transforming predicates over $B$ to predicates over $A$. In fact it is
more convenient to consider the inverse of a predicate transformer, that
is a function of type.
\begin{displaymath}
A \to \Pow{\Pow{B}}
\end{displaymath}
Two interesting isotopes of honest-to-God predicate transformers are then
\begin{displaymath}
\begin{array}[t]{l}
A \to \Fam{\Fam{B}} \\
A \to \Fam{\Pow{B}}
\end{array}
\end{displaymath}
These first of these is the central type which is studied in this
paper. The second (which is closer to Sambin's formulation of a
covering relation in formal topology) appears to be of equal interest;
it may also be more realistic (true to life, or relevant to real
software) as a model of interface specifications.
%It is worth drawing attention to the possibility of representing
%these objects with \emph{two} state spaces $S$ and $S$.
%\begin{displaymath}
% \begin{array}[t]{lcl}
% f : S \to \Fam{S'} &&
% g : S' \to \Fam{S} \\
% f : S \to \Fam{S'} &&
% g : S' \to \Pow{S} \\
% \end{array}
%\end{displaymath}
\section{Modelling interaction}
There is a certain ambiguity in the word `interface' between what one
can perhaps call syntactical aspects of an interface, and what one
might call semantical, contractual or specificational aspects. To
take a crude analogy, it is part of the syntax of British power plugs
and sockets that the pins and holes have a rectangular shape, with two
holes the same size and one a bit bigger, arranged in an isoscelese
triangle of a certain size and shape with the biggest pin at the apex
of the triangle. It is a semantical feature that the socket supplies
60 Hz AC at 240 Volts, that the big pin is the earth and other
properties which are not merely a matter of convention, but of `urgent
practical importance'. We shall speak of the specification of the
service that is provided or made available through an interface,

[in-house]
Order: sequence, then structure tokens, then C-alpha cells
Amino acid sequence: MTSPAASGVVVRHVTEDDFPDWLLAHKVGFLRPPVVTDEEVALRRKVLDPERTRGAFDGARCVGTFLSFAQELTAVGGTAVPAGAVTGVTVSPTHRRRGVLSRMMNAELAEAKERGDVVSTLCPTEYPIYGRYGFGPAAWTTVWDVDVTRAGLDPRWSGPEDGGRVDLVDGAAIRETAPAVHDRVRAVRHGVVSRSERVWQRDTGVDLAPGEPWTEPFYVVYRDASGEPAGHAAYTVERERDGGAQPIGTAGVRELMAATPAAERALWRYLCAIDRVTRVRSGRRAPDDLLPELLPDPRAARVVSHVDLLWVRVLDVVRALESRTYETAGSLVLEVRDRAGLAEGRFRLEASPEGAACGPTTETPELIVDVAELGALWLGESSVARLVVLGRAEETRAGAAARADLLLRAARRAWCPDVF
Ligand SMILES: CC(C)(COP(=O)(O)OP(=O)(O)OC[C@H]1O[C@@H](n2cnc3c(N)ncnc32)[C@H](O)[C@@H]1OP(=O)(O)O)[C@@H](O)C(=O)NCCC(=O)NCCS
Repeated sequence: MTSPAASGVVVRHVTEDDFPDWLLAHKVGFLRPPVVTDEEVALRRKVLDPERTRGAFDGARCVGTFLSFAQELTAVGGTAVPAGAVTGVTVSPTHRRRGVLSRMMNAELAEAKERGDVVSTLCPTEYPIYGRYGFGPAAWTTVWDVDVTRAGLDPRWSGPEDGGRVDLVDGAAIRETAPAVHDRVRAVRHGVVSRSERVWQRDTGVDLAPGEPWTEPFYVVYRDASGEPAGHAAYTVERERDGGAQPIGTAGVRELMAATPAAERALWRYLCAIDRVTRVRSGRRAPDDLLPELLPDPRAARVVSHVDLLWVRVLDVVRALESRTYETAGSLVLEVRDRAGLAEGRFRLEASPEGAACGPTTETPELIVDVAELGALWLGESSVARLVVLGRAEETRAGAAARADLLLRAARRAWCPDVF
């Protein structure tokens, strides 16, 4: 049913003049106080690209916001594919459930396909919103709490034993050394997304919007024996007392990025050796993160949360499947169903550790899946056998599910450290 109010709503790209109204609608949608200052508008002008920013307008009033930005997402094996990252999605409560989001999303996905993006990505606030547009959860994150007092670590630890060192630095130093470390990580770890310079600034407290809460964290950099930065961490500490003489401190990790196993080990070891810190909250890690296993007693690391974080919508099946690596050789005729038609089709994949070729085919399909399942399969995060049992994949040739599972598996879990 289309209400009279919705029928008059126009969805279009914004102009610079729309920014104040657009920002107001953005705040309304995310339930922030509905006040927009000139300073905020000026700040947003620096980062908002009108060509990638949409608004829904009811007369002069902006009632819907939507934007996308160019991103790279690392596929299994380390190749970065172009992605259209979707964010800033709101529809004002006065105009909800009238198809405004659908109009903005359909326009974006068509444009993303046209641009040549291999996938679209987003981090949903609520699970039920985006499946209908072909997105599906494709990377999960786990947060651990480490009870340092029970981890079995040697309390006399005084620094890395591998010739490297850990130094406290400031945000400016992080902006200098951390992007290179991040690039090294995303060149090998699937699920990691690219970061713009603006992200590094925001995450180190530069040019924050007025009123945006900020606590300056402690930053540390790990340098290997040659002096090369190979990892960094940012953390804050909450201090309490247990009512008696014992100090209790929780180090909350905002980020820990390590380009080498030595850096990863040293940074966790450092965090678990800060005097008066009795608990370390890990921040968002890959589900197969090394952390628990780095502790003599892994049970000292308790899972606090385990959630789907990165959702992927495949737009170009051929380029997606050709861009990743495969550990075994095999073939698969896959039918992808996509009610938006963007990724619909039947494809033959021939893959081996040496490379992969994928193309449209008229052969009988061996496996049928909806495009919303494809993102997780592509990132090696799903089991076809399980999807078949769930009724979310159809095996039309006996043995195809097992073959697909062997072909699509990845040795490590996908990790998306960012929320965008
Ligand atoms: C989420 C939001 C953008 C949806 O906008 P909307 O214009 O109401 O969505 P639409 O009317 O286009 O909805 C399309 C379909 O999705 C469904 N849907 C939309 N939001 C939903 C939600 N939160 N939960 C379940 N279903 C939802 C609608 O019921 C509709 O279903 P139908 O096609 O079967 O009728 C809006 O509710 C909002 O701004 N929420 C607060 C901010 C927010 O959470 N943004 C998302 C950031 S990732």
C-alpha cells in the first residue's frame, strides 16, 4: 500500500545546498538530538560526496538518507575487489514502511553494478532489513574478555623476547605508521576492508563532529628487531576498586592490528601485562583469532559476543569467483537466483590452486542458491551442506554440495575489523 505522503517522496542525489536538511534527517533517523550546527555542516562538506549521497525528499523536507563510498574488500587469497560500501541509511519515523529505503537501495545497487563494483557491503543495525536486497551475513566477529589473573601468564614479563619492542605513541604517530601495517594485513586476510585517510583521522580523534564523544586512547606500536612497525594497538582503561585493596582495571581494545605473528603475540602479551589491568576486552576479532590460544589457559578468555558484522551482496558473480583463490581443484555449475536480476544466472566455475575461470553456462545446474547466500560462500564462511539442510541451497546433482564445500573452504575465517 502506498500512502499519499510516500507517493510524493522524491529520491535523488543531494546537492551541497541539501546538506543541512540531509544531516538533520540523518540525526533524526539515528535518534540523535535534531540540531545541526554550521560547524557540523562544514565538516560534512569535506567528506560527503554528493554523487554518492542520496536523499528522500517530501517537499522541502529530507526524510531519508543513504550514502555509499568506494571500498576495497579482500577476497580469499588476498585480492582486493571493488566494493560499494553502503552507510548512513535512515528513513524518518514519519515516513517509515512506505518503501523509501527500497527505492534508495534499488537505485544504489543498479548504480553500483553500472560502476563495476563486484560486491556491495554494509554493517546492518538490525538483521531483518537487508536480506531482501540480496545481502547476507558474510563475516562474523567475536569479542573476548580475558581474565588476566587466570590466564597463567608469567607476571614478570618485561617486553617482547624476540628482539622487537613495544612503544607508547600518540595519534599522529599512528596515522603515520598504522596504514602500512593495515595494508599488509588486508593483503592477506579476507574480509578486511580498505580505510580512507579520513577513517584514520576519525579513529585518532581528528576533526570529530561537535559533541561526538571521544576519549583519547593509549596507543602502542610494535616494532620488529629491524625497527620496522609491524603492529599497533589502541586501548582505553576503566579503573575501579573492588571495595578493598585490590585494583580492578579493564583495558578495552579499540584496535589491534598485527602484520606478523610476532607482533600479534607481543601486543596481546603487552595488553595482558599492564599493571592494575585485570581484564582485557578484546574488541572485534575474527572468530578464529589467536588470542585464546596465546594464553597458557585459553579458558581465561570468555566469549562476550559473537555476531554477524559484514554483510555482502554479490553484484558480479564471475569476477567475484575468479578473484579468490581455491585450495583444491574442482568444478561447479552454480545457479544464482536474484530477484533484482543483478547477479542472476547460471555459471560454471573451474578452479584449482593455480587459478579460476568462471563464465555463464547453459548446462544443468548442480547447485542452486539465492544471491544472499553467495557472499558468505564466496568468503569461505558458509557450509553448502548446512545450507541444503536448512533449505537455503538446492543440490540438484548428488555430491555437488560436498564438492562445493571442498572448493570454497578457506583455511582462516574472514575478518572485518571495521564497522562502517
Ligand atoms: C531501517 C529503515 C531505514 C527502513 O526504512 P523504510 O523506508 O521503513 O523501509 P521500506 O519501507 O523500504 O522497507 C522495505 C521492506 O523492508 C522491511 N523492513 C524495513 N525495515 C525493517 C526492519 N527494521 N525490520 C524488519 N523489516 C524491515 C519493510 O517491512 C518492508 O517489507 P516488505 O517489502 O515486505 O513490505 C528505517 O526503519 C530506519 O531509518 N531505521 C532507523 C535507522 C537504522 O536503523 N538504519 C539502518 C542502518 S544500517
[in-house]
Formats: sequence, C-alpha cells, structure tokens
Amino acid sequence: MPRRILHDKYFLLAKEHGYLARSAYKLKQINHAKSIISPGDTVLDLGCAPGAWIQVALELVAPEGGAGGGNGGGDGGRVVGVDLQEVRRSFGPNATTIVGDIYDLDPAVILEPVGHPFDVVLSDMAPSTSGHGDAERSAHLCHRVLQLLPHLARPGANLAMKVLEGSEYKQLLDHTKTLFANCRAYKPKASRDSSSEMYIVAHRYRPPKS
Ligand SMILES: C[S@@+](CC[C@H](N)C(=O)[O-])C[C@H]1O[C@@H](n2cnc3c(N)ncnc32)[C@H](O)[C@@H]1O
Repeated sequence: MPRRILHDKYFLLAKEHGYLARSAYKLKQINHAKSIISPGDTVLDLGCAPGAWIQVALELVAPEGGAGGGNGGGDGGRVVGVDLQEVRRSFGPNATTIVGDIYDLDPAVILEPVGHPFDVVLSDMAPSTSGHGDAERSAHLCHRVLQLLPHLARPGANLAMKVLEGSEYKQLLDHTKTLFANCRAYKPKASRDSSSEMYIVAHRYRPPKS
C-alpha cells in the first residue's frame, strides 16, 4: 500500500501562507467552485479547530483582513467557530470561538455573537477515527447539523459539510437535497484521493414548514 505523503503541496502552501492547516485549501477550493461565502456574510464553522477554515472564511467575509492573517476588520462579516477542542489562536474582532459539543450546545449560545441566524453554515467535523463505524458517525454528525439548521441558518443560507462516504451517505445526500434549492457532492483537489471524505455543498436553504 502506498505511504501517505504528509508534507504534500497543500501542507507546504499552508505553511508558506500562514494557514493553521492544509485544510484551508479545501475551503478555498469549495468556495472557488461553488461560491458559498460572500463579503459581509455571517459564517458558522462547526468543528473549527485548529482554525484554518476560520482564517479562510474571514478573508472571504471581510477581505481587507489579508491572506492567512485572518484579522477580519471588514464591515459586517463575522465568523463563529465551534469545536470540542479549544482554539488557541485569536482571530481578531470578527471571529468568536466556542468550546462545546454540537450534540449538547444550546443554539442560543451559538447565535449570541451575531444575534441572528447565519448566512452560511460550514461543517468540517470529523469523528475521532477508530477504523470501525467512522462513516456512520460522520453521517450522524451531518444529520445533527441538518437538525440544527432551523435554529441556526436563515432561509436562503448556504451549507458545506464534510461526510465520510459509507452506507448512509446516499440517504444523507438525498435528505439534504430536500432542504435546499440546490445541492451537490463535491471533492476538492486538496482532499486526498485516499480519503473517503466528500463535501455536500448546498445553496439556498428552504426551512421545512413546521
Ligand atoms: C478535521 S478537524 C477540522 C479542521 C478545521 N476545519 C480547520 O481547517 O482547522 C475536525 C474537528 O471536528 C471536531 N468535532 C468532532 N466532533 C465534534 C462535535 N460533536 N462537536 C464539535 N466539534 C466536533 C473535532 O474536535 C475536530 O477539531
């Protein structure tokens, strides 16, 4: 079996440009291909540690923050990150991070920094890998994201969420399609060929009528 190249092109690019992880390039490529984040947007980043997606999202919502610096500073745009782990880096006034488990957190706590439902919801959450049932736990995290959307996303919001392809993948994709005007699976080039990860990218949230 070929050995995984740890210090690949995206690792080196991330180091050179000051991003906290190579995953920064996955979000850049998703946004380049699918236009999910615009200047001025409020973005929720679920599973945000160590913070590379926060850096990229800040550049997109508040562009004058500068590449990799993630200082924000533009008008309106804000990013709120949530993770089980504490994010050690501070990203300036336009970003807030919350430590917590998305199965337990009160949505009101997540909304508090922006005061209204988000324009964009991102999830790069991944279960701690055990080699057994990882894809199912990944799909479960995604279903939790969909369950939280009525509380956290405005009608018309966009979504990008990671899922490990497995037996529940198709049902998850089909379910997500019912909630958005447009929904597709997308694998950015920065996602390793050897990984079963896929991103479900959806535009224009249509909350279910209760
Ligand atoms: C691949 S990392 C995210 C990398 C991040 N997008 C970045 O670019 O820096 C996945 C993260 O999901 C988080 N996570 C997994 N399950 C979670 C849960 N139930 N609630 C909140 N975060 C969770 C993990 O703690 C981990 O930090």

versus the form of the interface. The notion we seek to capture is
that of a procedural interface, in the semantical sense.
Syntactically, a procedural interface is usually a record: a mapping from
names to data items or entry points. For current purposes, it is sufficient
to suppose that an interface consists of just one entry point.
To explain the service to be provided, we posit a service state which
is sufficient to explain the effect of successive procedure calls. We
try to pick a state space which allows a description of the observable
effect of a procedure call which is as simple to understand as
possible. A component that implements this interface has to behave as
if it `contained' a state in this statespace, in so far as it may be
indirectly observed, through calling procedures with particular
input arguments, and observing the result values when the calls have
returned.
To describe the semantics of a procedure, we have first to say which
calls are legitimate (for the caller) in a given state, and then say
which return states are legitimate (for the procedure) for a given
call. Here a call can be thought of as a pair of an input state
together with a vector of input arguments chosen by the caller, or
something derived from such a pair.
\end{document}